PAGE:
In 1979, he established the Developing Countries Farm Radio Network and sent the first package of scripts by mail to 34 participating broadcasters in 26 countries. Now known as Farm Radio International, its work is focused specifically in sub-Saharan Africa, where it works with more than 650 radio partners in 40 countries to fight poverty and food insecurity over the airwaves.

<p>Farmers gather around a radio in northern Ghana</p>

Farmers gather around a radio in northern Ghana

Sylvie Harrison

The power of radio in Africa

With more than half of the global population still not connected to the internet, radio continues to be the world's most accessible mass medium. Indeed, in the rural African communities served by our broadcasting partners, it's the communication tool that people count on most.

Why? It reaches remote communities that development workers and agricultural extension agents struggle to visit. Broadcasts are in local languages that people understand, and listeners need not be literate to benefit from them. Radio appeals to people young and old, male and female. It is portable, and can be used in transit or while working the fields or caring for children at home. And it can provide crucial, life-enriching information to those who need it most.

In my work with Farm Radio International, I've seen how central radio is to life in rural Africa and how high-quality, farmer-centered radio programs can help people grow more and better food for their families and communities.

Taking radio to the next level

Mobile phones are ushering in a whole new era of interactive radio in rural Africa, making it easier than ever to engage listeners in a conversation. Mobile technologies enable listeners to ask questions, share feedback, be interviewed, and participate in polls. This is not your grandpa's radio; in today's world, radio is a two-way communication tool.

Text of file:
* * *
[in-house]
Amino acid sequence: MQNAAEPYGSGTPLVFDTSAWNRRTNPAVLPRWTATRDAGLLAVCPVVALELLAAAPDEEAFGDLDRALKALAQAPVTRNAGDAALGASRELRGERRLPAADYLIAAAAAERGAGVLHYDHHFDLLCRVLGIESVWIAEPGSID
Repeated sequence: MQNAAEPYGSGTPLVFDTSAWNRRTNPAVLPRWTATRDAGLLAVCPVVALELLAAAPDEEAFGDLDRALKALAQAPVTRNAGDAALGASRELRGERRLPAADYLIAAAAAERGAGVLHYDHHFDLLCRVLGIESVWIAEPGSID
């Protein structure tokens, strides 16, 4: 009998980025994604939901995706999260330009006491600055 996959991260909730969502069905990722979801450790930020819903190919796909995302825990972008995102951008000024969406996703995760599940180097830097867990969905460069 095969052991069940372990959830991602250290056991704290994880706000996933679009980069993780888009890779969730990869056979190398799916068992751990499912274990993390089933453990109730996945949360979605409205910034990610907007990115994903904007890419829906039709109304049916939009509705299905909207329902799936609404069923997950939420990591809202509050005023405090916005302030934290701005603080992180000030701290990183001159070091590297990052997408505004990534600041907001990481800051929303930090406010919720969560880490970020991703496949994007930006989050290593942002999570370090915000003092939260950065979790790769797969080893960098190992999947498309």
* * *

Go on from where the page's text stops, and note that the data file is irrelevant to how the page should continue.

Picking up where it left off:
Taking radio to the next level is the focus of our team at The Hangar, our radio and ICT innovation lab in Arusha, Tanzania. In partnership with VOTO Mobile, and with support from the Bill & Melinda Gates Foundation, we developed a web-based application to gather feedback from listeners via mobile phones and analyze it in real time. It's called Uliza, Swahili for "to ask," and we use it in our projects to help broadcasters and development partners better understand the rural communities they are meant to serve.

Celebrating radio

As George Atkins understood well, radio is best when it puts listeners front and centre. The theme of the 6th annual World Radio Day is Radio is You!, highlighting the importance of listeners themselves to good radio.

To celebrate World Radio Day, we're running a special World Radio Day Uliza poll, helping broadcasters around the world learn about their listeners. The poll results will be shared online in real time. Visit to watch the results coming in live and to get information how you can participate in the poll to share how and why you use radio.

Farm Radio International works with more than 650 radio partners across 40 African countries, reaching tens of millions of small-scale farmers and their families. Learn more about its life-changing work at